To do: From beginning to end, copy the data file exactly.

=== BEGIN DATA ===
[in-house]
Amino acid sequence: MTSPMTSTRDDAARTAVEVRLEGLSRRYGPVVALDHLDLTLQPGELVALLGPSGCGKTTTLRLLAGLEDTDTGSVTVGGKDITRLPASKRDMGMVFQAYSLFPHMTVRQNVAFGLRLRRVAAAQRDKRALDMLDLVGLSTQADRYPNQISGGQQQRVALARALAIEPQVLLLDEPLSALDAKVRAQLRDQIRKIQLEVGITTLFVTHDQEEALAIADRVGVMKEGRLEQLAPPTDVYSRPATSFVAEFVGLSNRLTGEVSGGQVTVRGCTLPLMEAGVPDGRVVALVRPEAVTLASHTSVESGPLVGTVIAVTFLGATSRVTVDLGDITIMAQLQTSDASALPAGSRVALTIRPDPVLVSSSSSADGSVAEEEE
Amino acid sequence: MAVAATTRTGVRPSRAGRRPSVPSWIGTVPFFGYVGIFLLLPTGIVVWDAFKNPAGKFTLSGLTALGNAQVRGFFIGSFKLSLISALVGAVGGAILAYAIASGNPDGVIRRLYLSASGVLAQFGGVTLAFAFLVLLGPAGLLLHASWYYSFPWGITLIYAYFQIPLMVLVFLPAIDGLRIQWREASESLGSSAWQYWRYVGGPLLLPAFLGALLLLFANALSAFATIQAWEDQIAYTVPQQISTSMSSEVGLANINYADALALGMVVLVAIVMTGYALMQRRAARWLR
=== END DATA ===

[in-house]
Amino acid sequence: MTSPMTSTRDDAARTAVEVRLEGLSRRYGPVVALDHLDLTLQPGELVALLGPSGCGKTTTLRLLAGLEDTDTGSVTVGGKDITRLPASKRDMGMVFQAYSLFPHMTVRQNVAFGLRLRRVAAAQRDKRALDMLDLVGLSTQADRYPNQISGGQQQRVALARALAIEPQVLLLDEPLSALDAKVRAQLRDQIRKIQLEVGITTLFVTHDQEEALAIADRVGVMKEGRLEQLAPPTDVYSRPATSFVAEFVGLSNRLTGEVSGGQVTVRGCTLPLMEAGVPDGRVVALVRPEAVTLASHTSVESGPLVGTVIAVTFLGATSRVTVDLGDITIMAQLQTSDASALPAGSRVALTIRPDPVLVSSSSSADGSVAEEEE
Amino acid sequence: MAVAATTRTGVRPSRAGRRPSVPSWIGTVPFFGYVGIFLLLPTGIVVWDAFKNPAGKFTLSGLTALGNAQVRGFFIGSFKLSLISALVGAVGGAILAYAIASGNPDGVIRRLYLSASGVLAQFGGVTLAFAFLVLLGPAGLLLHASWYYSFPWGITLIYAYFQIPLMVLVFLPAIDGLRIQWREASESLGSSAWQYWRYVGGPLLLPAFLGALLLLFANALSAFATIQAWEDQIAYTVPQQISTSMSSEVGLANINYADALALGMVVLVAIVMTGYALMQRRAARWLR